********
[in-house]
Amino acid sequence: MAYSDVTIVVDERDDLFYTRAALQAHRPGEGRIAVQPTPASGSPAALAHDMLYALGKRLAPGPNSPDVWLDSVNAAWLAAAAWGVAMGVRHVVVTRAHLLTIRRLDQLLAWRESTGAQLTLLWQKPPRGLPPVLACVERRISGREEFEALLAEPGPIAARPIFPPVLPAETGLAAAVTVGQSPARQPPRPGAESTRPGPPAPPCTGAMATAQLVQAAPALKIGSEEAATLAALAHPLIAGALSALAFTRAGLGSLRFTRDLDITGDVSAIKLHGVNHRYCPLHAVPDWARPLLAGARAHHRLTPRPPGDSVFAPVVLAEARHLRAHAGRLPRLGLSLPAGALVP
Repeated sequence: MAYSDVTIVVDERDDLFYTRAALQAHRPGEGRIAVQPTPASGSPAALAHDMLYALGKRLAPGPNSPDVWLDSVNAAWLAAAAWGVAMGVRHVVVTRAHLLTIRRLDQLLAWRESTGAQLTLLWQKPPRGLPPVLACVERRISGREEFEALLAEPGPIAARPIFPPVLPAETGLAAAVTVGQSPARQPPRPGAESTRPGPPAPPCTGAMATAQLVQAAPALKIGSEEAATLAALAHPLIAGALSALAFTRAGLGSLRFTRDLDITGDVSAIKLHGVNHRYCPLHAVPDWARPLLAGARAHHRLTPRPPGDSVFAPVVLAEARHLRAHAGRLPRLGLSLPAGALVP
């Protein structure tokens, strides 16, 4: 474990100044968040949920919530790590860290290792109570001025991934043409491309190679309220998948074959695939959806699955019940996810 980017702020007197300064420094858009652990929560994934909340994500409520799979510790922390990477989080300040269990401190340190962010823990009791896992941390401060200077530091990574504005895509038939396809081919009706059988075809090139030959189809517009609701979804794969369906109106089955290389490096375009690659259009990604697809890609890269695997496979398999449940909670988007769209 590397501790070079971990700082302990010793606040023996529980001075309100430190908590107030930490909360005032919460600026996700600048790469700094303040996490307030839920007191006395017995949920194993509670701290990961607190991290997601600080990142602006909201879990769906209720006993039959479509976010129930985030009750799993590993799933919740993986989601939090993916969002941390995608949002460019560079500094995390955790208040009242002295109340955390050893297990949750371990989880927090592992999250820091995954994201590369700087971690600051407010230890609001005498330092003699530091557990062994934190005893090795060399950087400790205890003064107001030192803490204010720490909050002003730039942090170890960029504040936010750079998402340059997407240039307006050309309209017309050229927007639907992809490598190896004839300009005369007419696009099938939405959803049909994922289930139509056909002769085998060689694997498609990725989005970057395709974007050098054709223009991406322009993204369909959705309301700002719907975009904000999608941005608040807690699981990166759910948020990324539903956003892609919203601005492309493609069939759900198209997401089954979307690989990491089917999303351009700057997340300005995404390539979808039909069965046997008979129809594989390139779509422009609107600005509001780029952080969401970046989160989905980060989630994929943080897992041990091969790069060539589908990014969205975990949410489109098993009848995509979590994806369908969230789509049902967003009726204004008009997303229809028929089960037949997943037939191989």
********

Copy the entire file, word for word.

[in-house]
Amino acid sequence: MAYSDVTIVVDERDDLFYTRAALQAHRPGEGRIAVQPTPASGSPAALAHDMLYALGKRLAPGPNSPDVWLDSVNAAWLAAAAWGVAMGVRHVVVTRAHLLTIRRLDQLLAWRESTGAQLTLLWQKPPRGLPPVLACVERRISGREEFEALLAEPGPIAARPIFPPVLPAETGLAAAVTVGQSPARQPPRPGAESTRPGPPAPPCTGAMATAQLVQAAPALKIGSEEAATLAALAHPLIAGALSALAFTRAGLGSLRFTRDLDITGDVSAIKLHGVNHRYCPLHAVPDWARPLLAGARAHHRLTPRPPGDSVFAPVVLAEARHLRAHAGRLPRLGLSLPAGALVP
Repeated sequence: MAYSDVTIVVDERDDLFYTRAALQAHRPGEGRIAVQPTPASGSPAALAHDMLYALGKRLAPGPNSPDVWLDSVNAAWLAAAAWGVAMGVRHVVVTRAHLLTIRRLDQLLAWRESTGAQLTLLWQKPPRGLPPVLACVERRISGREEFEALLAEPGPIAARPIFPPVLPAETGLAAAVTVGQSPARQPPRPGAESTRPGPPAPPCTGAMATAQLVQAAPALKIGSEEAATLAALAHPLIAGALSALAFTRAGLGSLRFTRDLDITGDVSAIKLHGVNHRYCPLHAVPDWARPLLAGARAHHRLTPRPPGDSVFAPVVLAEARHLRAHAGRLPRLGLSLPAGALVP
């Protein structure tokens, strides 16, 4: 474990100044968040949920919530790590860290290792109570001025991934043409491309190679309220998948074959695939959806699955019940996810 980017702020007197300064420094858009652990929560994934909340994500409520799979510790922390990477989080300040269990401190340190962010823990009791896992941390401060200077530091990574504005895509038939396809081919009706059988075809090139030959189809517009609701979804794969369906109106089955290389490096375009690659259009990604697809890609890269695997496979398999449940909670988007769209 590397501790070079971990700082302990010793606040023996529980001075309100430190908590107030930490909360005032919460600026996700600048790469700094303040996490307030839920007191006395017995949920194993509670701290990961607190991290997601600080990142602006909201879990769906209720006993039959479509976010129930985030009750799993590993799933919740993986989601939090993916969002941390995608949002460019560079500094995390955790208040009242002295109340955390050893297990949750371990989880927090592992999250820091995954994201590369700087971690600051407010230890609001005498330092003699530091557990062994934190005893090795060399950087400790205890003064107001030192803490204010720490909050002003730039942090170890960029504040936010750079998402340059997407240039307006050309309209017309050229927007639907992809490598190896004839300009005369007419696009099938939405959803049909994922289930139509056909002769085998060689694997498609990725989005970057395709974007050098054709223009991406322009993204369909959705309301700002719907975009904000999608941005608040807690699981990166759910948020990324539903956003892609919203601005492309493609069939759900198209997401089954979307690989990491089917999303351009700057997340300005995404390539979808039909069965046997008979129809594989390139779509422009609107600005509001780029952080969401970046989160989905980060989630994929943080897992041990091969790069060539589908990014969205975990949410489109098993009848995509979590994806369908969230789509049902967003009726204004008009997303229809028929089960037949997943037939191989």